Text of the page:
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Cesran International

Recent Articles

  • Gendered (In)Securities: Refugee Camps in Southeastern Turkey

    By Dr. Selin Akyüz* and Dr. Bezen Balamir Coşkun** Abstract Academic literature on security and securitization has been criticized for neglecting the significance of gender as a dimension of security. Literature on security within international relations discipline, whether in the West or in Turkey, has been inadequately engaged in analyzing the pervasive insecurities of women

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  • Has China Made Its First Big Military Sale In Central Asia?

    China has reportedly provided both Turkmenistan and Uzbekistan with sophisticated air defense systems, which would represent the largest Chinese military equipment deal thus far in Central Asia. Reportedly, China has provided one battalion each to Turkmenistan and Uzbekistan of the HQ-9 air defense system, as partial payment for natural gas that it imports from Central

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  • The Gangs of Bougainville: Seven Men, Guns and a Copper Mine

    It will be difficult to dispute that the international media determines which conflicts the world follows. Certain armed conflicts (mainly those which involve US or European interests), in the opinion of the international media, merit sustained attention throughout their duration while others barely merit a mention. The Bougainville conflict (often known as ‘the Bougainville Crisis’)

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  • Terrorism as Genocide: Killing with “Intent”

    Political violence is a broad term that encompasses different types of political action. Political violence can include intra-state or inter-state actions. Flanigan and Fogelman described domestic political violence as coups, rebellions, civil wars, political assassinations, major rioting, etc. [1] However, political violence also encompasses genocide, mass killings, protests, terrorism and other forms of direct action.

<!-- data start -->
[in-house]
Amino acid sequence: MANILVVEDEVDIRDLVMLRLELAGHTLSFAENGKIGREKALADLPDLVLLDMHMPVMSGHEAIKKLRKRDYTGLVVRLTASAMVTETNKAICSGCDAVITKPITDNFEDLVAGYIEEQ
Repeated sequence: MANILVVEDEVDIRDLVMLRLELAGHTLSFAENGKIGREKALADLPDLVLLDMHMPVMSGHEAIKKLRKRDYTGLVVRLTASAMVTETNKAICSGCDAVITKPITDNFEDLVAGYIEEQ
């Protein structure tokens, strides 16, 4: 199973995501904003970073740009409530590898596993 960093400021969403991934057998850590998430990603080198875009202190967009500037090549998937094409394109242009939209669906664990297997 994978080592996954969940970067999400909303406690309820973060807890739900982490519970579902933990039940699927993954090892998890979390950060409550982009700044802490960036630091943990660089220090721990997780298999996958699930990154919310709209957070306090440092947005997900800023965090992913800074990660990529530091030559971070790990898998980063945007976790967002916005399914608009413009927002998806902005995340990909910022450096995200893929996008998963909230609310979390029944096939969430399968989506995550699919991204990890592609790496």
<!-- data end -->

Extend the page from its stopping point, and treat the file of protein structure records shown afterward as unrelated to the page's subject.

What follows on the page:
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  • Terrorism as Genocide: Killing with “Intent”

    Political violence can include intra-state or inter-state actions. Flanigan and Fogelman described domestic political violence as coups, rebellions, civil wars, political assassinations, major rioting, etc. However, political violence also encompasses genocide, mass killings, protests, terrorism and other forms of direct action.  Violence is a form of direct political action used by individuals and governments in

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  • America’s Global Terrorism against Peace

    BY GHALI HASSAN | AUGUST 29, 2012   Terrorism is the “calculated use of unlawful violence or threat of unlawful violence to attain goals that are political, religious, or ideological in nature. It is intended to coerce or intimidate governments or societies”. The U.S. Army Manual Most people associate terrorism with violence allegedly committed by

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  • Tactical Rape as a Threat to International Security: A Norm Develops

    Rape in war has long been a reality. In 1992, after visiting refugee camps and women’s groups in and around Zagreb, a team from international aid agencies reported that women from conflicting parties were, “of course” being raped by opposing combatants; the team had heard, many times, “that’s war” with accompanying shrugs. BY BRENDA FITZPATRICK

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  • Corporate Engagement for Conflict Transformation: Conceptualising the Business-Peace Interface

    Economic issues have been key factors in many conflicts around the globe. Miall affirms that conflicts are inevitably influenced by economic and political forces. Lederach writes that such forces can interdependently contribute to conflict transformation. On occasions corporate actors can be seen to have played decisive roles, both triggering conflicts and transforming conflict. Hence, corporate

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  • Humanitarian Safe Havens: Bosnia’s Lessons for Syria

    BY DR. SONER ÇAĞAPTAY and ANDREW J. TABLER Humanitarian safe havens can protect vulnerable civilians only if backed up with sufficient power. The uprising in Syria has reached a critical stage. As the brutality of the regime has increased, defectors from the military and local groups akin to civilian defense are “liberating,” but not permanently

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  • What should We Expect from the Afghanistan Conference in Bonn?

    Written by PROF. STEFAN WOLFF On 5 December, it will have been ten years since the conclusion of the Bonn Agreement on Afghanistan, and yet another international conference will be held in the former German capital to consider the future of the country. The 2001 Agreement effectively marked the end of the brief US-led campaign against

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  • Once Again, War is Prime Time and Journalism’s Role is Taboo

    Written by JOHN PILGER On 22 May 2007, the Guardian’s front page announced: “Iran’s secret plan for summer offensive to force US out of Iraq.” The writer, Simon Tisdall, claimed that Iran had secret plans to defeat American troops in Iraq, which included “forging ties with al-Qaida elements”. The coming “showdown” was an Iranian plot

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